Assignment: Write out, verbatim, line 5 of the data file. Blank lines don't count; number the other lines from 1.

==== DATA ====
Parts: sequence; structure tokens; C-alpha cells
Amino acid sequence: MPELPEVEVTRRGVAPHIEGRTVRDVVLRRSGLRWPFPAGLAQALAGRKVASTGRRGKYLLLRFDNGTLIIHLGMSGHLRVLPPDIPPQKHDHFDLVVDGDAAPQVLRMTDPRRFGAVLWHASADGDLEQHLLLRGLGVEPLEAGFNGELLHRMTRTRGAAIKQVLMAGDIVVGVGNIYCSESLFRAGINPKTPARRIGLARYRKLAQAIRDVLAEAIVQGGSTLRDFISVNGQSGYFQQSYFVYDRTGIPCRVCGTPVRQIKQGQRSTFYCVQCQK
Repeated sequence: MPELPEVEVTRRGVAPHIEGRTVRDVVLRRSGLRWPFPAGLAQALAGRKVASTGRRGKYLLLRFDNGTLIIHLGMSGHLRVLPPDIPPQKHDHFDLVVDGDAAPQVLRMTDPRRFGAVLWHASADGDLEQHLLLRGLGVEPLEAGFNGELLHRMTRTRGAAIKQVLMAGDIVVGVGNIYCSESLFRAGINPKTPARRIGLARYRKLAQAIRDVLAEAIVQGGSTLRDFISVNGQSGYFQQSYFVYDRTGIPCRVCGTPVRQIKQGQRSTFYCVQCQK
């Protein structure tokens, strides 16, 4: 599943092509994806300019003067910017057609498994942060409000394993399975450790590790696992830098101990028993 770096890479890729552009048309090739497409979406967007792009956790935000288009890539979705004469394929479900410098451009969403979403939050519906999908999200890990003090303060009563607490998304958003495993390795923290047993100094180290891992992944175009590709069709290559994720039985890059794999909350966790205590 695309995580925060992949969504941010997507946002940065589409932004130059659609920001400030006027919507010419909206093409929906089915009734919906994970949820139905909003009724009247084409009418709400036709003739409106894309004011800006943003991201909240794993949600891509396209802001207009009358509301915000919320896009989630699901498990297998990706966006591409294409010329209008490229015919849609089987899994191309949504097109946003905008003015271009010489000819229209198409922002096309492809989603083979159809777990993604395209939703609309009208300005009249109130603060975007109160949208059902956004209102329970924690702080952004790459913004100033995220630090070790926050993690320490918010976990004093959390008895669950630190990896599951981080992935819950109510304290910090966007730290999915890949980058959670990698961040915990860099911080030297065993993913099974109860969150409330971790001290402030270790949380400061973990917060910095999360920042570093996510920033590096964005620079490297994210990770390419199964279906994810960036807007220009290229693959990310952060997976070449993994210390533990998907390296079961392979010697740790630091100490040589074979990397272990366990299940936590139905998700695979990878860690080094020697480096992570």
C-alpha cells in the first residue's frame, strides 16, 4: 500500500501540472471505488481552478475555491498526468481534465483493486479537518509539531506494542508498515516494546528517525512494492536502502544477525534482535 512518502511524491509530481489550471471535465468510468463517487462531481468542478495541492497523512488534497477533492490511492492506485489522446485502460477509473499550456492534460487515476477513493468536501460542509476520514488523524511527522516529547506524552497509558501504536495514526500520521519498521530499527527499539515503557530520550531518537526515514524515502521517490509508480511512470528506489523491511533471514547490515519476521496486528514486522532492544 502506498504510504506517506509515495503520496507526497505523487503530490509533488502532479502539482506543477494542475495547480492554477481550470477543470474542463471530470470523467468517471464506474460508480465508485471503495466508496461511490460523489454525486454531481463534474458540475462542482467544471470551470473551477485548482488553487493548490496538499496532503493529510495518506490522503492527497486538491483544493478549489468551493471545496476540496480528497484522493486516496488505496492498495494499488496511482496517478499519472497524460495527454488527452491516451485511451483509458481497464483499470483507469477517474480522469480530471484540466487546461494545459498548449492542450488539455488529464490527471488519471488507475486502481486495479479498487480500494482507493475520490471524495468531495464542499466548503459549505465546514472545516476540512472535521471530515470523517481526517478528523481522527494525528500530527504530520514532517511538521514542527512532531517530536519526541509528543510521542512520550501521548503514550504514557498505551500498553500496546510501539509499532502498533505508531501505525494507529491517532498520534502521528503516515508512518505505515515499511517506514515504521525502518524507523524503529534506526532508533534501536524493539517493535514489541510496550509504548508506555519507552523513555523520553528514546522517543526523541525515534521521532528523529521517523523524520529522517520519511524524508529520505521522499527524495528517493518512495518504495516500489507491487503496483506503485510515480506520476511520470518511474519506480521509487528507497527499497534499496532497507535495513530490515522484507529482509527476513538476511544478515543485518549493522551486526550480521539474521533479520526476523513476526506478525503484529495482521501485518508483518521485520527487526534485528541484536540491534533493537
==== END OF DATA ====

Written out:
C-alpha cells in the first residue's frame, strides 16, 4: 500500500501540472471505488481552478475555491498526468481534465483493486479537518509539531506494542508498515516494546528517525512494492536502502544477525534482535 512518502511524491509530481489550471471535465468510468463517487462531481468542478495541492497523512488534497477533492490511492492506485489522446485502460477509473499550456492534460487515476477513493468536501460542509476520514488523524511527522516529547506524552497509558501504536495514526500520521519498521530499527527499539515503557530520550531518537526515514524515502521517490509508480511512470528506489523491511533471514547490515519476521496486528514486522532492544 502506498504510504506517506509515495503520496507526497505523487503530490509533488502532479502539482506543477494542475495547480492554477481550470477543470474542463471530470470523467468517471464506474460508480465508485471503495466508496461511490460523489454525486454531481463534474458540475462542482467544471470551470473551477485548482488553487493548490496538499496532503493529510495518506490522503492527497486538491483544493478549489468551493471545496476540496480528497484522493486516496488505496492498495494499488496511482496517478499519472497524460495527454488527452491516451485511451483509458481497464483499470483507469477517474480522469480530471484540466487546461494545459498548449492542450488539455488529464490527471488519471488507475486502481486495479479498487480500494482507493475520490471524495468531495464542499466548503459549505465546514472545516476540512472535521471530515470523517481526517478528523481522527494525528500530527504530520514532517511538521514542527512532531517530536519526541509528543510521542512520550501521548503514550504514557498505551500498553500496546510501539509499532502498533505508531501505525494507529491517532498520534502521528503516515508512518505505515515499511517506514515504521525502518524507523524503529534506526532508533534501536524493539517493535514489541510496550509504548508506555519507552523513555523520553528514546522517543526523541525515534521521532528523529521517523523524520529522517520519511524524508529520505521522499527524495528517493518512495518504495516500489507491487503496483506503485510515480506520476511520470518511474519506480521509487528507497527499497534499496532497507535495513530490515522484507529482509527476513538476511544478515543485518549493522551486526550480521539474521533479520526476523513476526506478525503484529495482521501485518508483518521485520527487526534485528541484536540491534533493537